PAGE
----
We often get questions from people asking about the influence of domain names on SEO. Is there any relation at all? Does it help to include keywords like product names in your domain name? Is the influence of domain names different per location? And what’s the use of using more than one domain name for a site? In this article, I’ll answer all these questions and more.
What’s a domain name?
Let’s start at the very beginning. A domain name is an alias. It’s a convenient way to point people to that specific spot on the internet where you’ve built your website. Domain names are, generally, used to identify one or more IP addresses. So for us, that domain name is yoast.com. When we are talking about www.yoast.com, which we rarely do, the domain name is yoast.com and the subdomain is www.
Note that I deliberately included “.com” here, were others might disagree with that. In my opinion, most common uses of the word “domain name” include that top-level domain.
Top-level domain (TLD)
Where “yoast” is obviously our brand, the .com bit of our domain name is called TLD (or top-level domain). In the early days of the internet:
- .com was intended for US companies,
- .org for non-profit organizations,
- .edu for schools and universities and
- .gov for government websites.
We’re talking 1985. Things have changed quite a bit. For the Netherlands, we use .nl, but lots of companies are using .com instead, for instance, when the .nl domain name they wanted was already taken. Things have gotten quite blurry. These days, TLDs like .guru and .pro are available. Automattic bought .blog a while back. And what about .pizza? We call this kind of TLD generic TLDs.
For SEO, you probably want to use just one TLD. And, in most cases, it’s best to choose a common option, like .com, .net, .biz, etc. If your business is in a very competitive field, it might be a good idea to buy a few more common TLDs, to make sure someone else doesn’t use them to build a website with your brand name. It would be frustrating if your website is epicbusiness.com and someone starts epicbusiness.biz, right? But in most cases, it may not be needed, so whether or not this is necessary is up to you to decide.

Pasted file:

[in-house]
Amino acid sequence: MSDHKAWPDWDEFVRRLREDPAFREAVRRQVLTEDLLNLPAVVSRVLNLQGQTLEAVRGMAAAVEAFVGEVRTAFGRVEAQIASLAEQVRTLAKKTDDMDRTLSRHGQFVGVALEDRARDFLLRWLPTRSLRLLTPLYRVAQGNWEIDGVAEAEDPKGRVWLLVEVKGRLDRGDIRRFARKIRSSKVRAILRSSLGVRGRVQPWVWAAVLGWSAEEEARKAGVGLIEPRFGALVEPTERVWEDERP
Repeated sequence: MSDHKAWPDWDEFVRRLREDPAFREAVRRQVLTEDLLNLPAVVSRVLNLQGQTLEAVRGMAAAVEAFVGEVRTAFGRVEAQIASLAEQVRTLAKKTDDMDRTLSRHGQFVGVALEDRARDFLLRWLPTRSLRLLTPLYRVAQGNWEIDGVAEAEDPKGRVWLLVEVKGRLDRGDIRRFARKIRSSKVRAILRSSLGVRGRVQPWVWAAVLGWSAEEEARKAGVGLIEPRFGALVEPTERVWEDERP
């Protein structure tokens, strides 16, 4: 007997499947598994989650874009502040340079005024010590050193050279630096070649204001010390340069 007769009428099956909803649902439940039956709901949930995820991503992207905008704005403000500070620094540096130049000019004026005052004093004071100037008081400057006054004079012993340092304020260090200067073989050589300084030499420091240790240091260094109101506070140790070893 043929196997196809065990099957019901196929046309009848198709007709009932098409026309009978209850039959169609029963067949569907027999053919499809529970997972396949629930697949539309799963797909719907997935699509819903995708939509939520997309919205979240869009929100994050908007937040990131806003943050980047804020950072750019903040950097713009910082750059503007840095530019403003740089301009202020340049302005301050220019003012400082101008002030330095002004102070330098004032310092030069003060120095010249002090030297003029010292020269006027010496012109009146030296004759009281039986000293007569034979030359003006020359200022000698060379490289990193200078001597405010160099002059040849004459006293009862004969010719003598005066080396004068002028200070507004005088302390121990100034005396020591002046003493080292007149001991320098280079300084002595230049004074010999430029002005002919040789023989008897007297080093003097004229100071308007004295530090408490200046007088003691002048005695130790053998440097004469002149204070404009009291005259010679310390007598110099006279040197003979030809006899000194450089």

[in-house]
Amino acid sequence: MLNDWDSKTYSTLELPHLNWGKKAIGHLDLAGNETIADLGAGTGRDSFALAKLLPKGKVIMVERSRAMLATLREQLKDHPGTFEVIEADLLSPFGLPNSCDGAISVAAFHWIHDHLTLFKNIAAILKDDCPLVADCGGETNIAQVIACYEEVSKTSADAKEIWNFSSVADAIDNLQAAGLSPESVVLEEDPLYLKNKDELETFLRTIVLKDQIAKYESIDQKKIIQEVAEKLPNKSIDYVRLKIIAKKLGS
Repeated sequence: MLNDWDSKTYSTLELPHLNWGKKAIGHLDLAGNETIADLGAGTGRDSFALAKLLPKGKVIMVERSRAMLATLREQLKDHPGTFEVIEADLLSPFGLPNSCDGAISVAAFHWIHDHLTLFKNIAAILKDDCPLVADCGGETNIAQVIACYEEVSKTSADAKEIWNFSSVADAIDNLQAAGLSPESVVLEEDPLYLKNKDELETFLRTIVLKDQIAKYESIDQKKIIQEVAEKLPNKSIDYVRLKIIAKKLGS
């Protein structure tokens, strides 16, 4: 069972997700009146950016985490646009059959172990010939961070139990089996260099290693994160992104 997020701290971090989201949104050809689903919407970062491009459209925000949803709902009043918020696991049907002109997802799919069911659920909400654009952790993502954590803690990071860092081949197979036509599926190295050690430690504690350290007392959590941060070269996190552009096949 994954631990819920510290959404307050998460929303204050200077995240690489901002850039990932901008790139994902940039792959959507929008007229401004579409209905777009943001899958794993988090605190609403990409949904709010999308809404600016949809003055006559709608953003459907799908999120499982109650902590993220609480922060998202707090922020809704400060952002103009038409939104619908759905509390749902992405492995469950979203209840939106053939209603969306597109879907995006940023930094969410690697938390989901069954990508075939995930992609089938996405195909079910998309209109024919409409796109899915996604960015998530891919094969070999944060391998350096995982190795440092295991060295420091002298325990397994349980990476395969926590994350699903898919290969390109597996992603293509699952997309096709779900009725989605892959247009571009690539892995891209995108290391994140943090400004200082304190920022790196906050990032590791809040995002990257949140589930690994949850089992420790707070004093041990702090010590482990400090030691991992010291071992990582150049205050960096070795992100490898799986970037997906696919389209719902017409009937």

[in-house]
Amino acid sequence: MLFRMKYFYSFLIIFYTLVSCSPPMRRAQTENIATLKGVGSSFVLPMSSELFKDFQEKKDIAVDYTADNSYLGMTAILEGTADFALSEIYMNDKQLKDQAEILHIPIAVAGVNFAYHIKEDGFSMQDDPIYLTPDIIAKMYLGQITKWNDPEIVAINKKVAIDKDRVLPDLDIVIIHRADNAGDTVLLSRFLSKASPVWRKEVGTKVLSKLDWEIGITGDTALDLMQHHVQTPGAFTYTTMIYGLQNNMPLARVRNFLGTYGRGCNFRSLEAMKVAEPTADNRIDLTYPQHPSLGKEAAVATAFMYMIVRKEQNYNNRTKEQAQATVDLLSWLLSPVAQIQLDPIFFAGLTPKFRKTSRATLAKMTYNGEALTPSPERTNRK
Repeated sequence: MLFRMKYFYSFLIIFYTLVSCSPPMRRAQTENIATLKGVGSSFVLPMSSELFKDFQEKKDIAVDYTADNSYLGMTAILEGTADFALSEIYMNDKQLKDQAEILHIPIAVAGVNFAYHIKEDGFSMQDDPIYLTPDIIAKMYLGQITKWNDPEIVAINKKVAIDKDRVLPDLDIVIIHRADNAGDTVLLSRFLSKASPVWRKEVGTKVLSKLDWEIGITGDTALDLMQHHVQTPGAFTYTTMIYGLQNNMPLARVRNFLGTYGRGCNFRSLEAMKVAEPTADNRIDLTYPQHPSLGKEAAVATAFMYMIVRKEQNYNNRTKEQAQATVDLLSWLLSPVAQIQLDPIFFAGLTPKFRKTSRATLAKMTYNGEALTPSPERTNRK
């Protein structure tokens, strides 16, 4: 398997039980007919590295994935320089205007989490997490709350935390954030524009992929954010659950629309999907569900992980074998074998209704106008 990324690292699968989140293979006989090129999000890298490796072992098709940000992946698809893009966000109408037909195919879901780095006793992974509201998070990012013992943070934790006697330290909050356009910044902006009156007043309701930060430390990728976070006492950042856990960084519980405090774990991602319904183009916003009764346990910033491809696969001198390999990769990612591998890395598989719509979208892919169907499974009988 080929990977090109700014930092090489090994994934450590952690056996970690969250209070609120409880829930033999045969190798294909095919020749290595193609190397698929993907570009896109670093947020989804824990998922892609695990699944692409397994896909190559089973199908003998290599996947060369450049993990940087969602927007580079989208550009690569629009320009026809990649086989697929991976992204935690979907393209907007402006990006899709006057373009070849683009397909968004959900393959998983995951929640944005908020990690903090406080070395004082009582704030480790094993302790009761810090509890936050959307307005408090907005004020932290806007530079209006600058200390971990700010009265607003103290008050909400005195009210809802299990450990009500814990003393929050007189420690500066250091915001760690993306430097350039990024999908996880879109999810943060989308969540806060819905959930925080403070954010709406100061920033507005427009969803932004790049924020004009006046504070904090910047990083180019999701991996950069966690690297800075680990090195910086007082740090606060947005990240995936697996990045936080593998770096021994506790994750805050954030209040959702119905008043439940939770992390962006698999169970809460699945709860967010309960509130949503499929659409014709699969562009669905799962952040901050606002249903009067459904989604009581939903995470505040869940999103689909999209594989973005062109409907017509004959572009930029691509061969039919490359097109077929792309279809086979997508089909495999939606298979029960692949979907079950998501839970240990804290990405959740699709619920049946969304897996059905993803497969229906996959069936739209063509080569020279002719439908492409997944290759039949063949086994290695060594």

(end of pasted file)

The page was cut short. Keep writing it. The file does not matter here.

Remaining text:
Generic TLDs give you the option to be a little more creative with your domain name. Some fun examples of the possibilities: order.pizza, visit.amsterdam, ice.land, or maybe buyher.flowers… If it fits your brand, you could give this a try. But you should keep in mind that not everyone might realize that they’re looking at a domain name. It would be a good idea to add www or https:// in the branding when you put your domain name on a poster or show it somewhere, so people realize it’s a website they can visit.
Country code TLDs (ccTLD)
I’ve already mentioned the .nl TLD. We call these kinds of TLDs country code or country specific TLDs. Years ago, Tokelau – an island in the Southern Pacific Ocean – started giving away their .tk TLD for free, and thousands of enthusiasts claimed their .tk. If I would have claimed michiel.tk, there would have probably been nobody in Tokelau who could have pronounced my domain name well. It’s like .cc, which you might have heard of, because it was once promoted as the alternative to .com. It’s actually a country specific TLD belonging to the Cocos (Keeling) Islands, although the people of Cypres might disagree.
This brings me to the first statement about domain names and SEO:
ccTLD or subdirectory?
If your website is available in multiple languages, you might be wondering what the best solution is: domain.com/uk/ and domain.com/de/ (subdirectories or subfolders) or domain.co.uk and domain.de (ccTLDs).
For SEO, the subdirectory makes more sense. If you use a subdirectory, all links will go to the same domain. Marketing is easy because you have one main domain. If there are language differences per subdirectory, use
hreflang to tell Google about that. If you include all in one (WordPress) install, maintenance is easier. Just to name a few advantages.
Note that a subdomain, like the “www” I mentioned, is something totally different than a subdirectory. Google actually considers kb.yoast.com to be a different website than yoast.com, even though I’m sure they can connect the dots.
Age of a domain